Arctic Valley star to shine with new lights
ANCHORAGE, Alaska (KTUU) - The 300-foot-wide star at Arctic Valley will be illuminated with new light bulbs this holiday season.
According to a press release from Joint Base Elmendorf-Richardson, the 773d Civil Engineering Squadron is putting in a new lighting system that will make it easier to maintain. The squadron is also upgrading the lights. Interior electrical work lead and designer Preston Murfin helped install the new lights.
“We put in rope lights out of centrally-located junction boxes so that we can see the star with two runs per section. If a leg is dimmer, you know you’re missing a rope,” Murfin said.
The squadron has been maintaining the holiday star that sits at the edge of Mount Gordon Lyon since 2010 when Fort Richardson and Elmendorf Air Force Base merged. The holiday tradition began in 1958.
The previous design utilized string lights that resemble those hung from a Christmas tree, which were elevated by metal poles. The release said that the weight of the snow would create issues with the electrical connections.
Because the star is 4,000 feet above sea level, it can be difficult for the squadron and civilian volunteers to maintain. Murfin created a new design that elevates the junction boxes in the star, allowing the squadron to have easier access for repairs when it starts snowing. Murfin said that due to the snow weight issues, lights on the star went out twice last winter.
“We had crews go up in the snow in the winter, in sub-zero temperatures,” Murfin said. “And then that repair ended up running into issues because we got additional snow and it put pressure on the wires and caused the same problem all over again.”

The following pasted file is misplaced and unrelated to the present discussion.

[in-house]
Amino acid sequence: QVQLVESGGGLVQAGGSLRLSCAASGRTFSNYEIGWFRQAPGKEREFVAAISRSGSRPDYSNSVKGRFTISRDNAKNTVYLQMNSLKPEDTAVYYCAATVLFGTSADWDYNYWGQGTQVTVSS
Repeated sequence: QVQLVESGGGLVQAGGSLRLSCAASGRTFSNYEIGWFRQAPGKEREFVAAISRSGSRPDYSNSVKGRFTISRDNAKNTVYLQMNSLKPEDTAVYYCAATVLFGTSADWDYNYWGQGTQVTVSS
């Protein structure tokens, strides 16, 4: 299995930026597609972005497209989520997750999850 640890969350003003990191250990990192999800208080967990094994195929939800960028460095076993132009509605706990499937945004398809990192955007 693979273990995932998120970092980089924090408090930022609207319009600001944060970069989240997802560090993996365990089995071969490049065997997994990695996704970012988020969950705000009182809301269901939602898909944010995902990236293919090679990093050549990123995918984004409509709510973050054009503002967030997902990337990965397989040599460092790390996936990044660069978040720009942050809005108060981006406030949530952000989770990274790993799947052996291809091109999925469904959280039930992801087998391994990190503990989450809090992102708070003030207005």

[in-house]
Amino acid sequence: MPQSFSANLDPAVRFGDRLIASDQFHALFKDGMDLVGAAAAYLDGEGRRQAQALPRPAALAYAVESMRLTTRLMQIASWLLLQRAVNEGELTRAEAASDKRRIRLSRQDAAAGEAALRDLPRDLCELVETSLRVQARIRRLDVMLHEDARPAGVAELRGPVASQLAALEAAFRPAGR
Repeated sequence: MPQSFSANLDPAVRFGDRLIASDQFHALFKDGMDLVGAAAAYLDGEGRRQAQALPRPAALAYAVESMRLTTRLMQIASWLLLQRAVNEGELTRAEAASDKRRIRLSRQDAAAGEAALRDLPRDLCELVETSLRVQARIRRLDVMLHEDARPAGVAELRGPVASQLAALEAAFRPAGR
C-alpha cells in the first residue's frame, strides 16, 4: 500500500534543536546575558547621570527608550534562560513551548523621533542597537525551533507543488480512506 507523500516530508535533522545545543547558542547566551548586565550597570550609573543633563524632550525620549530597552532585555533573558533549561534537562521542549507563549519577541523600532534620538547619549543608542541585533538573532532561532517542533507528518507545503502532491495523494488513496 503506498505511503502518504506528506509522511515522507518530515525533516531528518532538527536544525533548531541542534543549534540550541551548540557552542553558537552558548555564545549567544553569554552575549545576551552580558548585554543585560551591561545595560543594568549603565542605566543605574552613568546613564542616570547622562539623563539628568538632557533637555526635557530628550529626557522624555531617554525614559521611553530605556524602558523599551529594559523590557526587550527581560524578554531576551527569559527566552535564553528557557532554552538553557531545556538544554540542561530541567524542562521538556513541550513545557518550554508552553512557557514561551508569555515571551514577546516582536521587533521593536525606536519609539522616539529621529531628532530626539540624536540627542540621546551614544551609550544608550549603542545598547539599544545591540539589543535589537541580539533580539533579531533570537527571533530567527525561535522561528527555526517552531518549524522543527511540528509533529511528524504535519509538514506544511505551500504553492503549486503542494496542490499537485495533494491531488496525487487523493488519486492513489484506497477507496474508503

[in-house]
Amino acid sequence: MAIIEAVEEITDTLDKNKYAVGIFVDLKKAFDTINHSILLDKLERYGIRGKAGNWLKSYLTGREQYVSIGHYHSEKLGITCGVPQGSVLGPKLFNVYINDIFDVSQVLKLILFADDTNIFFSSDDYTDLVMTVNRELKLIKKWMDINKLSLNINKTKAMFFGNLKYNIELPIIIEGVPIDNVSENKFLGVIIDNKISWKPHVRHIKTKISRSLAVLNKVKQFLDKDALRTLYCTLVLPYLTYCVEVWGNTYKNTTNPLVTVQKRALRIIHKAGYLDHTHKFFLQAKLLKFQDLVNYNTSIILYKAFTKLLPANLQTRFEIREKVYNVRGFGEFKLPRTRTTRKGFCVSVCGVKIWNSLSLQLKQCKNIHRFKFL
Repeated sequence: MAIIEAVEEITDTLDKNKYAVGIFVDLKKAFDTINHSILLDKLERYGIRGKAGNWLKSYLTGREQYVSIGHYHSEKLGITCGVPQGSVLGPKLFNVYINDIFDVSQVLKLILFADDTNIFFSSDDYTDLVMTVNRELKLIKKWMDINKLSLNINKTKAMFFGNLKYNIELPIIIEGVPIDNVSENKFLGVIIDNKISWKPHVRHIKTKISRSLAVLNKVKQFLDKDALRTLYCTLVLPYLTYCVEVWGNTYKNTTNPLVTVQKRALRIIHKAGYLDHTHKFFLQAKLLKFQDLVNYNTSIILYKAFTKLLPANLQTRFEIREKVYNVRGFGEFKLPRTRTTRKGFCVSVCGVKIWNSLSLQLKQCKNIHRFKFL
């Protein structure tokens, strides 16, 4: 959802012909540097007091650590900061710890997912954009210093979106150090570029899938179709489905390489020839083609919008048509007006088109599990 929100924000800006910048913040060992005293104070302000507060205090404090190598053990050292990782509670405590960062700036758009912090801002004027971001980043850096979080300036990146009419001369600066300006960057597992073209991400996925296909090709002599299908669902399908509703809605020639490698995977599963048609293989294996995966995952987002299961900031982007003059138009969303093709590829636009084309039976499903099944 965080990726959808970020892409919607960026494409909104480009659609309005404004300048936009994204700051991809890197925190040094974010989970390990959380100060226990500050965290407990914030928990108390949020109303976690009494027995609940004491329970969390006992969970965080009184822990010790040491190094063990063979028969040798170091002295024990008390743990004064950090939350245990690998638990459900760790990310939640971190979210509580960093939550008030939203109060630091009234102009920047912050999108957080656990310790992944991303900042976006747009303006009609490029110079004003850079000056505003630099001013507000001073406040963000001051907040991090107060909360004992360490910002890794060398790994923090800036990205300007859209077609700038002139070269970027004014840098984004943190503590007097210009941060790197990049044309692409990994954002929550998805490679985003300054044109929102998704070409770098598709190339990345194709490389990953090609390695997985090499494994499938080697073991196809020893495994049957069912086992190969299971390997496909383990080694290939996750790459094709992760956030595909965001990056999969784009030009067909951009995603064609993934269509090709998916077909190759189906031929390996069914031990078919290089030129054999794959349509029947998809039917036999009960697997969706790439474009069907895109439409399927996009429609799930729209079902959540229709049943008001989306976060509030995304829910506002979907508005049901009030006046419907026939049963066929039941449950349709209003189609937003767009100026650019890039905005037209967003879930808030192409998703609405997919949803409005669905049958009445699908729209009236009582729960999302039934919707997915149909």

The installation of a remote module will allow operators to turn the star on and off to help prevent hazards. Instead of needing snowmachines or show shoes to reach where the control boxes are, the squadron is now able to hit a switch from right across the street.
The squadron completed two weeks of work on the star prior to its first illumination of the year on Sept. 11 in remembrance of the 2001 attacks. The star is then turned on that day after Thanksgiving and remains lit until the final musher finishes the Iditarod Trail sled dog race.
The tradition began when U.S. Army commander Capt. Douglas Evert positioned a 15-foot lighted star on top of the gatehouse at the Nike Missile Site Summit on Mount Gordon Lyon in Arctic Valley.
The star was upgraded to 117 feet in 1970 so that people could see it in Anchorage. It was then expanded to its current size in 1989. U.S. Air Force Tech Sgt. Logan Hall is the non-commissioned officer in charge of the electrical shop.
“I have two sons of my own and they love seeing the star every morning,” Hall said. “My one son goes to school in Eagle River, so both kids get to see it every morning on their trip and I get to tell them I help keep that light on.”
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